On the HTC One and its Purple Haze

My phone puts this weird and funky tint over certain photos. Then again, it's not a camera, is it?

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I'm a big proponent of the idea that the best camera is the one that's with you. I also try to promote calm and realistic expectations of what smartphones can achieve, given their size and one-size-fits-all nature. The dark intersection between these two maxims is a dense and cruddy-looking purple haze.

I'm not sure when I first noticed it, but once you see it, you can't unsee it. Many others are seeing it, too: AndroidCentral forum posters, XDA developer posters, Reddit users, Now the purple haze is my primary thought when I'm shooting or editing photos taken on my phone. Here are some Cheryl's cookies, lost inside the haze (though still delicious).



Purple-hue Cheryl's cookies.

Photo by author.

The HTC One I carry with me was touted in early reviews for its unique camera: only 4 megapixels, but those pixels were "Ultrapixels," large and supposedly superior at capturing images in low-light situations. Here's how Computerworld colleague JR Raphael described the HTC One camera in a FAQ post

Aided by a new dedicated "ImageChip" and retooled light sensor, the camera is said to be able to absorb three times as much light as a typical smartphone camera setup. The resolution is limited to 4 megapixels, but HTC insists the pixels are far more detailed and high-quality than what you'd get with other comparable phones.

Shooting in low-light conditions, however, and seemingly with any kind of notable light source outside the frame, you get quite a bit of purple "noise" in your shot. Sometimes this happens in decent lighting, too. See my friend's little guy below, peeking at me while I'm in a small room with a 60-watt compact fluorescent bulb at roughly eye level.



Less purple, but this was taken right next to a light sconce.

Photo by author.

So my smartphone isn't as good at preventing noisy shots as a DSLR, and an otherwise great phone has a notable flaw. I bring this up not to hit you with dog and adorable kid shots (well, not _only that reason), but to point out that getting to know a phone and all its quirks takes a while. It takes a good long while longer than most reviewers get to render judgement on a phone. And it takes longer than your friends who rush out and buy the latest models of everything will have before they recommend the same models to you.

Oddly enough, the One's tendency toward purple was found out in an in-depth review of HTC One camera at Digital Photography Review.

The same picture is ideal to demonstrate another one of the One's flaws: purple fringing. If you look closely at the reflection of the sun on the water you can see very strong fringing which almost adds a purple tint to the lake surface.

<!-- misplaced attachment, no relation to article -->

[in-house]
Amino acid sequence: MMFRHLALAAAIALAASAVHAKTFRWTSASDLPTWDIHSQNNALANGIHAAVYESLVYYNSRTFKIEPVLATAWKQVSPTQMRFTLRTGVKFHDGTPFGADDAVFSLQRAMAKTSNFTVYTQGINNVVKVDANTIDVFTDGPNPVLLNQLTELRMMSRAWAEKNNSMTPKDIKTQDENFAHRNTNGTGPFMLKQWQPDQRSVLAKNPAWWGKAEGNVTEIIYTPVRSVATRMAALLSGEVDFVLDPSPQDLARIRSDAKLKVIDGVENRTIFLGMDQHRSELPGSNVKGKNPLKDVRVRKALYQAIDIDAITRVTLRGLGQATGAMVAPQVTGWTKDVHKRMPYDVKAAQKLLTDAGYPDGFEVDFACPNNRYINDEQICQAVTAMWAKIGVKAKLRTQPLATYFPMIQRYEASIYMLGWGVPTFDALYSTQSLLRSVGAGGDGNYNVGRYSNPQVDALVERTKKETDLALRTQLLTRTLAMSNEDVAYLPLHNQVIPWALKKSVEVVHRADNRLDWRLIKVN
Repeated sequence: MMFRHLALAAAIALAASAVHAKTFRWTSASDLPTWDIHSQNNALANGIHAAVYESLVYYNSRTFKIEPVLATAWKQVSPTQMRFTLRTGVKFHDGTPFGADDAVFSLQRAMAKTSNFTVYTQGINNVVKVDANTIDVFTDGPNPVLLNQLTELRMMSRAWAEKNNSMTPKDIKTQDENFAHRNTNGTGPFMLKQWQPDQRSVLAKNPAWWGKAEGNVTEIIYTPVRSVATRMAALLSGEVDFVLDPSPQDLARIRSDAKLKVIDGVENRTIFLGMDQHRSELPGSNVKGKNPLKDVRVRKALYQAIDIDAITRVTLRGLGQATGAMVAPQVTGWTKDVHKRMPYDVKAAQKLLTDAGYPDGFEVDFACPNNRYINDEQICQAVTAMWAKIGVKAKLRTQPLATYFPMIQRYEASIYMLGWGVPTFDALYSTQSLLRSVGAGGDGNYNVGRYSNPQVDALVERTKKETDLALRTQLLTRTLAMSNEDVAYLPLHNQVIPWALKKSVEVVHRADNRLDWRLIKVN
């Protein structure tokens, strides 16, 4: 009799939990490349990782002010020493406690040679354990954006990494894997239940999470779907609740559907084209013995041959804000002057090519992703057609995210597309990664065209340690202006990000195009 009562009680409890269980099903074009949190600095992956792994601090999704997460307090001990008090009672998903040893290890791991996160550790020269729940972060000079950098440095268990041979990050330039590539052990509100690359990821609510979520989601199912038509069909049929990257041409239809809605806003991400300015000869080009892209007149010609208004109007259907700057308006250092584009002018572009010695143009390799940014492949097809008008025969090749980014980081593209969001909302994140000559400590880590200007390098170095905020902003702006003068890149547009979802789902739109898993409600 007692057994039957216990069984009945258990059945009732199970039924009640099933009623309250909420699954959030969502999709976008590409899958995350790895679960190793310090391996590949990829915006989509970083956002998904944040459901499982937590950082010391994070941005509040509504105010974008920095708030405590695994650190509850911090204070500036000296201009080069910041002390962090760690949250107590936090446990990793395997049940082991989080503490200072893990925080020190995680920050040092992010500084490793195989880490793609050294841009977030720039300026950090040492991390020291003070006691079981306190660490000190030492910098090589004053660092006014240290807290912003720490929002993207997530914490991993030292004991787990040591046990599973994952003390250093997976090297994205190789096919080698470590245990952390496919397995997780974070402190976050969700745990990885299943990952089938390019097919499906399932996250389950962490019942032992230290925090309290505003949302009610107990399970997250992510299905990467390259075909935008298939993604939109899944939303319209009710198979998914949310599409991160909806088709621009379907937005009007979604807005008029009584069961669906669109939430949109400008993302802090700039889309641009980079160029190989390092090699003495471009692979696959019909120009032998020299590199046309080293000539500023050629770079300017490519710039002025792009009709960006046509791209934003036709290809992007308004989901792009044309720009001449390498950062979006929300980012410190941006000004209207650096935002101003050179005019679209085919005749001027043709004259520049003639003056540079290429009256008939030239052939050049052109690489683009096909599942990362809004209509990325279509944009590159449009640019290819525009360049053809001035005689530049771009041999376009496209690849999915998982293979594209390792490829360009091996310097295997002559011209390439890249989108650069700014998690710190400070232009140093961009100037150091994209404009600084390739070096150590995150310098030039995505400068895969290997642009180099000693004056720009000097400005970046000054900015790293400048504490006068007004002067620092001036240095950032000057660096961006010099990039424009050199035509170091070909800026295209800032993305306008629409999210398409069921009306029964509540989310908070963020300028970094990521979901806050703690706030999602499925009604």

A review of the HTC One at The Verge doesn't mention any purple shading or low-light noise, at least specifically. In fact, The Verge reviewer notes that, "Thanks to its optical image stabilization (the One) can basically see in the dark and take steady photos." The same goes for a Gizmodo side-by-side comparison with the iPhone 5 and Lumia 920. A CNET HTC One review dials back the "magic low-light camera" pabulum, but also misses the purple tint entirely. One commenter, though, goes right at the purple haze.

The forums and comment discussions I've seen pertaining to the HTC One suggest that more than a few have asked and received replacement phones from HTC, and that some of them then see an improvement in the "purple haze" issue—and some get the same phone they had before back. The release of Android 4.3 for the HTC One was purported to have a camera fix, but no dice. The way that the One takes photos might just create some strange purple-ish hues.

It's worth noting that the iPhone 5 was reported to have a similar purple-frame-light issue, and Apple's response was, basically, yeah, cameras pointed at bright lights in low-light conditions are going to produce weird photos.

One make-do fix I've taken up is switching from using the official HTC camera to using alternative camera app Focal, which puts the ISO setting more front and center. Your smartphone camera will, by default, ratchet up its ISO number to get more light in dark situations; you can manually dial it down to prevent some of the purple tint/haze.

Most camera shots come out fine—not breathtaking, not like a Prince video, just fine. This purple haze has just given me pause when it comes to trusting those who believe that smartphones will eventually replace All The Things we might ever use to capture or connect things. They are thin, multi-tasking computers, and though they have come a long way, they are not quite cameras. At least mine is not.

Note: I have seen the newer iPhones take some fantastic shots. I think Apple puts pretty much the best possible camera in their own thin, multi-tasking devices. Thank you for reading this note.

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